Inside Self-Storage Magazine 06/2004: The Southeast
Copyright 2014 by Virgo Publishing.
By: Michael L. McCune
Posted on: 06/01/2004



 

The Southeast

By Michael L. McCune

This month, I gathered real estate experts to discuss the state of self-storage in the Southeast. Let’s hear what they have to say about their respective cities and regions. Our panel of brokers includes: Bill Barnhill, Omega Properties, Mobile, Ala.; Dale Eisenman, Midcoast Properties Inc., Hilton Head Island, S.C.; Kathleen O’Brien, Wexford/O’Brien Associates, Arlington, Va.; Chuck Shields, Beacon Commercial Real Estate, Conshohocken, Pa.; and Frost Weaver, Weaver Realty Group Inc., Jacksonville, Fla. These are unique economic times, so I asked our brokers some straightforward questions every owner will find pertinent. I have also added my own comments and observations.

1. While interest rates have remained relatively low, have you noticed more interest from investors new to self-storage? Who is actively buying in your market?

Barnhill: We have had numerous contacts from new investors wanting to get into the self-storage business. There are a lot of real estate investors wanting to transfer their assets from other real estate types into self-storage. The buyers in our market have been primarily regional owners with some larger storage companies who are looking for acquisitions.

Eisenman: The low interest rates have benefited buyers of all types—those new to the business and those actively involved. They have benefited sellers by attracting more buyers who can pay reasonable values. Additionally, we are seeing local and out-of-state buyers considering self-storage properties.

Shields: In general, my territory has seen new investor interest. On average, I see one new investor call per week. The Delaware market seems to be a little lighter; though most investors, new and old, are willing to consider the majority of locations (most likely due to the lack of overall product).

O’Brien: There has been consistent interest in my market from investors new to selfstorage. The low interest rates have not changed that. I have seen existing owners want to expand portfolios and add locations. However, there is still diligent attention to the basics—either “location, location, location” for new facilities, or an analysis of the operating history of an existing one. I have also seen an interest in underperforming locations, those facilities that would benefit from more diligent and competent management, where an upturn in profit can be anticipated.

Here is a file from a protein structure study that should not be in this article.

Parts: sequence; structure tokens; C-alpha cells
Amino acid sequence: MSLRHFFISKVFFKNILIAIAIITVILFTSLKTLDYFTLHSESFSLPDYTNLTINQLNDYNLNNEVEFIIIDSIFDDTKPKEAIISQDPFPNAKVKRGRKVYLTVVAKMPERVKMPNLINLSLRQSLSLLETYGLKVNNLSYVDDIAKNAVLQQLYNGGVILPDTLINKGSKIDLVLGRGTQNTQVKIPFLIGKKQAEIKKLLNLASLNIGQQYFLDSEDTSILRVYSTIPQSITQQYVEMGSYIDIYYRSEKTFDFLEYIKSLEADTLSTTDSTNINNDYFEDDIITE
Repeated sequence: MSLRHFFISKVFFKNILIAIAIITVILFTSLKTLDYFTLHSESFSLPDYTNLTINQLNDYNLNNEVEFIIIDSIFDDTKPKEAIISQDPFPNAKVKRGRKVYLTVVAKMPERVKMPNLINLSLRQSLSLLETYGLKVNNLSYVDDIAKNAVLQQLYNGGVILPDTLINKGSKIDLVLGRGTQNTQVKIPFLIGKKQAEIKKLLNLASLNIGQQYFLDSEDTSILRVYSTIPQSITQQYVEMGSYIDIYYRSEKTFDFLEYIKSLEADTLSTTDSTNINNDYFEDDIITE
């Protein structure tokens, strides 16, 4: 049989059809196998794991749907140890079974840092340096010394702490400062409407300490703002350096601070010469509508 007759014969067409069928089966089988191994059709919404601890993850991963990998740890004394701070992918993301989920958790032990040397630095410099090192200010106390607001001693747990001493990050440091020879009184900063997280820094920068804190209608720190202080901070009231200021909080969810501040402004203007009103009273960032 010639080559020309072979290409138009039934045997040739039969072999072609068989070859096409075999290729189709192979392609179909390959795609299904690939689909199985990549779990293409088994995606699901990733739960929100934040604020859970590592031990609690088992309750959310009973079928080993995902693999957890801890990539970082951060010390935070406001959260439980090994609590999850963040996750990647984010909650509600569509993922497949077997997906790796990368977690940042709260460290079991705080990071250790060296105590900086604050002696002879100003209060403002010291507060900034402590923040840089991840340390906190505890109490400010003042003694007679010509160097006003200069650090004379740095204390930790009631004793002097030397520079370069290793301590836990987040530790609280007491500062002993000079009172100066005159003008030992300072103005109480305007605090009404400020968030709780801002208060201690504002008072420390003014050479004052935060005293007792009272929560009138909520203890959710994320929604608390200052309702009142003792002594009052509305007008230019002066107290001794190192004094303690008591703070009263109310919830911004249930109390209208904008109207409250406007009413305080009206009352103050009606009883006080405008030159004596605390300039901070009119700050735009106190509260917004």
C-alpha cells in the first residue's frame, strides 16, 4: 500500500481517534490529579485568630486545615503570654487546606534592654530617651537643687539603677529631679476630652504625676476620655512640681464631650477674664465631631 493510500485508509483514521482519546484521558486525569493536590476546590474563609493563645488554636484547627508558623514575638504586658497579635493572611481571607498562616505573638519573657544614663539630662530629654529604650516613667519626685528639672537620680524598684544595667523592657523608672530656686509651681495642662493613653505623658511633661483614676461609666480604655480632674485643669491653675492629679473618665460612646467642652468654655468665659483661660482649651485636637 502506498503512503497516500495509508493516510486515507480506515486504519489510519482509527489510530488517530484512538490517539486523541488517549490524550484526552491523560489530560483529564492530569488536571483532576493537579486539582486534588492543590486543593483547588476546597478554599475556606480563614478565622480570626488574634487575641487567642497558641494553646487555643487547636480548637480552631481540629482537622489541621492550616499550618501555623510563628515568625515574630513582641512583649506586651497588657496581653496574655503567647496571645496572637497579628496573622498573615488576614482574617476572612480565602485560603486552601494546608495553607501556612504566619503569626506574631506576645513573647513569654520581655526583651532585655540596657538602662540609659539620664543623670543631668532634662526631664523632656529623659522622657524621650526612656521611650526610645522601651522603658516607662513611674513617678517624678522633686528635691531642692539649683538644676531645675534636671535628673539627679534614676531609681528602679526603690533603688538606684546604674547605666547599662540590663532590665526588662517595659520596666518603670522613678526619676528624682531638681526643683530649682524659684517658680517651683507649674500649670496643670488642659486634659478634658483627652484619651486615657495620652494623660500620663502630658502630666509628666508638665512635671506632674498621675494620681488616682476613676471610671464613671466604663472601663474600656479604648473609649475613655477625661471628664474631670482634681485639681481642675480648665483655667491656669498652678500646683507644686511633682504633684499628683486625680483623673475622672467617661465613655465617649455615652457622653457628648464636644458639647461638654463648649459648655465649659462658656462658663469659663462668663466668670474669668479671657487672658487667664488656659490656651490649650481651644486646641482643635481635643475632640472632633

Weaver: We continue to have inquiries from investors new to self-storage, but have not seen a change in their level of interest because of lower rates. There is continued attraction, but this is based on more investors becoming aware of the benefit of self-storage ownership as compared to other types of properties. While there is growing attention from potential new investors, active buyers still tend to be those already in the business. They are more knowledgeable about the physical product and, more important, what it takes to improve the bottom line to increase the value of an investment.

Generally speaking, historically low interest rates are making geniuses of buyers and sellers. These are unique times.

2. In other parts of the country, we are seeing buyers become more selective and price-conscious. What is the attitude in your area?

Barnhill: Buyers are indeed more selective in that they are seeking quality properties with good demographics.

Eisenman: All of the buyers I encounter want reasonable value but, for some, if their buying criteria are too conservative, no properties qualify. Not all buyers have the same objectives or goals. Some are looking for properties with well-established and stable net operating income and high occupancy. Others seek properties that may have a lower occupancy or NOI, thinking they can affect and improve them, thus providing an upside opportunity.

O’Brien: These are always the basics: Location and historical performance are always important. I think self-storage investors have always been price-conscious, and this is reflected in the examination of the actual—not the pro forma—operating statements. The numbers are what they are.

Shields: To date, investors are telling me they are willing to consider anything, anywhere, at any price, just so they can have the opportunity to be exposed to a property. After they get more details and have a chance to evaluate the property, they become more selective. I believe this “show me everything” attitude is due to the lack of product in the market.

Weaver: Regarding buyers becoming more selective and price-conscious, we don’t see a change in Florida. There is such a scarcity of product that decent properties are acquiring significant attention very quickly. We recently listed a property on a Friday, and I had a contract on the following Monday.

Since most buyers are either current selfstorage owners or experienced in other forms of real estate, they are sophisticated and know what property values are within a very narrow range. There are not any “greater fools” here, just rational buyers in a good market!

3. What are the most important things a seller should keep in mind when deciding to sell a property?

Barnhill: Most sellers should engage a knowledgeable broker seasoned in selfstorage acquisitions. There are numerous aspects and caveats to consider that an experienced broker would recognize.

Eisenman: A seller should recognize that, with the proper representation and marketing, a property will attract a buyer who will pay a fair and reasonable price. He should keep in mind active buyers are successful businesspeople and, often, self-storage owners. Accordingly, they are sophisticated buyers who understand the underlying concepts that drive values. The key is to present the property to a large universe of potential buyers to attract one or more who will make serious offers on terms and conditions acceptable to the seller. In preparation, the seller is well-advised to provide his representative good records that demonstrate a net operating income to support the value he seeks.